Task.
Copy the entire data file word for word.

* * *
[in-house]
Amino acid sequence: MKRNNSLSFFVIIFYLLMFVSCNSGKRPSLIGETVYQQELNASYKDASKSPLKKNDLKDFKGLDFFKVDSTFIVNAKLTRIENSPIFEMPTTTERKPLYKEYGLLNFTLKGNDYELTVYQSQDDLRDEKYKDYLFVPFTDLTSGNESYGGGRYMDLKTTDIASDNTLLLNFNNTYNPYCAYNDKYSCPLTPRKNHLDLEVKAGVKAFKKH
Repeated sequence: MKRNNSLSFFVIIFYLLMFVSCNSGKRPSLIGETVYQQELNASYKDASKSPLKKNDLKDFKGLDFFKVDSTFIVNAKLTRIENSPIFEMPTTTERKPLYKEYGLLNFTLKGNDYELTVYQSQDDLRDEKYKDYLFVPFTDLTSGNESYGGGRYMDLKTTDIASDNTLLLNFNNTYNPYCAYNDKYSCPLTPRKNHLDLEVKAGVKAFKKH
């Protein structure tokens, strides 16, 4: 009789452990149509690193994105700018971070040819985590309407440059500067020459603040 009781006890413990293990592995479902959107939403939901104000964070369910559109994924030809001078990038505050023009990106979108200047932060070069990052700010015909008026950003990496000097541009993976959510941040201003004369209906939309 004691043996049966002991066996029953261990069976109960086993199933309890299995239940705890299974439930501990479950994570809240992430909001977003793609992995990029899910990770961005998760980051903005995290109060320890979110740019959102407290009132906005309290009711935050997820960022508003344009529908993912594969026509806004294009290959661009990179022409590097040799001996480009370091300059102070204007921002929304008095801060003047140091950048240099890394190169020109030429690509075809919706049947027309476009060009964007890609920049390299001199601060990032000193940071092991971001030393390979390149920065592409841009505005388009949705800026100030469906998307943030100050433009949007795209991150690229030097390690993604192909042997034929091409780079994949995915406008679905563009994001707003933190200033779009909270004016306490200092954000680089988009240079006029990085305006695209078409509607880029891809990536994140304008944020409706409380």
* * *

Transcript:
[in-house]
Amino acid sequence: MKRNNSLSFFVIIFYLLMFVSCNSGKRPSLIGETVYQQELNASYKDASKSPLKKNDLKDFKGLDFFKVDSTFIVNAKLTRIENSPIFEMPTTTERKPLYKEYGLLNFTLKGNDYELTVYQSQDDLRDEKYKDYLFVPFTDLTSGNESYGGGRYMDLKTTDIASDNTLLLNFNNTYNPYCAYNDKYSCPLTPRKNHLDLEVKAGVKAFKKH
Repeated sequence: MKRNNSLSFFVIIFYLLMFVSCNSGKRPSLIGETVYQQELNASYKDASKSPLKKNDLKDFKGLDFFKVDSTFIVNAKLTRIENSPIFEMPTTTERKPLYKEYGLLNFTLKGNDYELTVYQSQDDLRDEKYKDYLFVPFTDLTSGNESYGGGRYMDLKTTDIASDNTLLLNFNNTYNPYCAYNDKYSCPLTPRKNHLDLEVKAGVKAFKKH
């Protein structure tokens, strides 16, 4: 009789452990149509690193994105700018971070040819985590309407440059500067020459603040 009781006890413990293990592995479902959107939403939901104000964070369910559109994924030809001078990038505050023009990106979108200047932060070069990052700010015909008026950003990496000097541009993976959510941040201003004369209906939309 004691043996049966002991066996029953261990069976109960086993199933309890299995239940705890299974439930501990479950994570809240992430909001977003793609992995990029899910990770961005998760980051903005995290109060320890979110740019959102407290009132906005309290009711935050997820960022508003344009529908993912594969026509806004294009290959661009990179022409590097040799001996480009370091300059102070204007921002929304008095801060003047140091950048240099890394190169020109030429690509075809919706049947027309476009060009964007890609920049390299001199601060990032000193940071092991971001030393390979390149920065592409841009505005388009949705800026100030469906998307943030100050433009949007795209991150690229030097390690993604192909042997034929091409780079994949995915406008679905563009994001707003933190200033779009909270004016306490200092954000680089988009240079006029990085305006695209078409509607880029891809990536994140304008944020409706409380």